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Old 09-01-2019, 10:58 PM   #1
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110 watt LED Lamp/ 100 amp/hr Battery: How Long Can It Run?

I am just making my first foray into battery power and then hopefully into solar. I have a 120v LED work light that is said to draw 110w. If I understand Ohm's law, that translates into .91 amps. I have been reading in this forum of people using 12v batteries with 100 amp/hr rating, so let's use that for this question. And I know that if the battery is a lead acid deep cycle type I won't want to draw it down past a certain point. So how long could I run this light on said battery? And what size inverter should I use?

If anyone can direct me to a good resource for learning this stuff, please do so.
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Old 09-02-2019, 12:01 AM   #2
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Problem here is the different voltages.

First off, get a multi LED light designed to run off 12V, otherwise you need to run an inverter as well, which is silly wasteful.

But ignoring that, 100Ah is usually called 50Ah usable storage

at 12V is 600Wh, divided by 110W load

So, running for 6 hours, will leave 45Ah, much lower if done regularly, you'll start reducing your battery's lifespan.
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Old 09-02-2019, 11:37 PM   #3
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I bought two light stands today off of Facebook marketplace for $10. I really lucked out. They are quite a bit beefier than the ones pictured here. I am ordering four 12v automotive accessory/off-road style LED lights to mount on top of them (2 on each), to light my off grid outdoor work area. I will also buy an AGM deep cycle battery to power them. If I like the results I will think about adding a few more lights. I’d like to work my way up to being able to run power tools and eventually a welder. Of course serious welding requires 220 V if I want to power an off-the-shelf stick welder, But I am thinking there may be something I can make that would work with direct current right off of the batteries. And of course, I will have to ad solar panels and an inverter as I progress.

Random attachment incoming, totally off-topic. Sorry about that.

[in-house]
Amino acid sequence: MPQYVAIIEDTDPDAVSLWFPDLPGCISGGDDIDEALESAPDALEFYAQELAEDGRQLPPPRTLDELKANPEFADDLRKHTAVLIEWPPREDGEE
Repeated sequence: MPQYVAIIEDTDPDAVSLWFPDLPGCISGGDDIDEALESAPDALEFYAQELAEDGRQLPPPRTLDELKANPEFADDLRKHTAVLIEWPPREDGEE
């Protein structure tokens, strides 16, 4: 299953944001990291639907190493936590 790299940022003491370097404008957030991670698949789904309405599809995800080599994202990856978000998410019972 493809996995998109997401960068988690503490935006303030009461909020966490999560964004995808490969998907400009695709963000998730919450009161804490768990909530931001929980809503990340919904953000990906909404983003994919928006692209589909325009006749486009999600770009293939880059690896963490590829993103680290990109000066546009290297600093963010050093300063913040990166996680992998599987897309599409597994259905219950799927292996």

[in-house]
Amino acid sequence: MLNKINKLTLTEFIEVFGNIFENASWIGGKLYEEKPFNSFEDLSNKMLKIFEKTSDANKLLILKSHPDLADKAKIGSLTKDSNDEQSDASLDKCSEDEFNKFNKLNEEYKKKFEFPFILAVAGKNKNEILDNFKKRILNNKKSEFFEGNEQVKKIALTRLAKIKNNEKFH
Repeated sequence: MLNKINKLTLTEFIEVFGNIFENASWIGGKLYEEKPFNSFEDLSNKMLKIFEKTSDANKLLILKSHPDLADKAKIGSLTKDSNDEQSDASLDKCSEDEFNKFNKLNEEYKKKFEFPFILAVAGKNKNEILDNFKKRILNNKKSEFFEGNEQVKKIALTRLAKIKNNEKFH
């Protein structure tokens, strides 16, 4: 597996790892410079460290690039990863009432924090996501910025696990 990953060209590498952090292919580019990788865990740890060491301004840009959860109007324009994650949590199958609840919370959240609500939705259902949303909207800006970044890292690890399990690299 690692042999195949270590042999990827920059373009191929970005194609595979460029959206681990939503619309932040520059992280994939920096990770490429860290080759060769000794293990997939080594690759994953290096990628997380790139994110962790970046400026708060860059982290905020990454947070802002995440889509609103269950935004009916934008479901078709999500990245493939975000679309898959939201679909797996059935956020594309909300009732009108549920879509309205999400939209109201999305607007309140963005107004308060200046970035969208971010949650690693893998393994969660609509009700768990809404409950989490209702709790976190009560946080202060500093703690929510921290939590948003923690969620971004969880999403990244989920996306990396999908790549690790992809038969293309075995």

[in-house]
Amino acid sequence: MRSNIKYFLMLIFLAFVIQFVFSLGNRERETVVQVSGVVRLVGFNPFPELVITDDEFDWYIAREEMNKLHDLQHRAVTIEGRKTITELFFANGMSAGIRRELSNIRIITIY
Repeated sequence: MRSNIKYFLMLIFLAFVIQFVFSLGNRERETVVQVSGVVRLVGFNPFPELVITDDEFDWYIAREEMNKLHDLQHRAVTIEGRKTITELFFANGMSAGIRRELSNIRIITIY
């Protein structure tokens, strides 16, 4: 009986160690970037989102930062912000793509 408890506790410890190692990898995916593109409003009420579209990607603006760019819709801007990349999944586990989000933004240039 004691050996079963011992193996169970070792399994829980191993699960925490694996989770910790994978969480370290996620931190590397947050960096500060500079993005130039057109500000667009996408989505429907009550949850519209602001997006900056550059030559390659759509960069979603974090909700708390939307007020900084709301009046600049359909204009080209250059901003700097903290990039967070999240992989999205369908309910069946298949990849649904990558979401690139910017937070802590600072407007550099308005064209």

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Old 09-03-2019, 01:32 AM   #4
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Check out Zena, make high powered alternators for pumping kW into deep cycling banks, and

also convert into stick welders powered by your vehicle
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Old 09-03-2019, 01:33 AM   #5
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It would seem to me that you may need the solar a lot sooner than "as I progress", unless you have a generator to charge the AGM battery.
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Old 09-04-2019, 02:42 AM   #6
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It would seem to me that you may need the solar a lot sooner than "as I progress", unless you have a generator to charge the AGM battery.
I have an older 4600 watt generator that I picked up for $100 at a garage sale. Could use it to run lights or charge batteries, but I don't like the noise. Would rather hear coyotes yodeling and yipping while working after dark. Can also take the batteries to another location to charge off the regular grid power.
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Old 09-04-2019, 03:13 AM   #7
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You only have to run the generator long enough to charge the battery. Then use the battery for another 5 hours.
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Old 09-04-2019, 06:23 AM   #8
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To fully charge a depleted lead battery will take 5-7 hours no matter how much current is available.

So solar is required if you want your deep cycle battery to last.
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Old 09-04-2019, 12:19 PM   #9
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It is also going to be interesting to test the claims made by the sellers of these lights. The units pictured above are supposedly rated at 480 W and put out 47,000 lm. This, is a light that you can buy for $13. I will be wanting to test these lights to see how much theyíre really drawing.I have an inexpensive DC clamp style amp meter. I havenít used it much though, and I donít remember it being that sensitive. Any recommendations on the best way to measure how much these lights pull?
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Old 09-04-2019, 02:21 PM   #10
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It is also going to be interesting to test the claims made by the sellers of these lights. The units pictured above are supposedly rated at 480 W and put out 47,000 lm. This, is a light that you can buy for $13. I will be wanting to test these lights to see how much they’re really drawing.I have an inexpensive DC clamp style amp meter. I haven’t used it much though, and I don’t remember it being that sensitive. Any recommendations on the best way to measure how much these lights pull?
Plug it into a kill-a-watt.
I just went out to plug my dual row LED 5000L light into the K-A-W and it's kicking the breaker, something shorted in it. time to swap it out at WM.

Do you have a link or model number for those lights? The closest I find to anything with those numbers run $2300 and use 500W of power.
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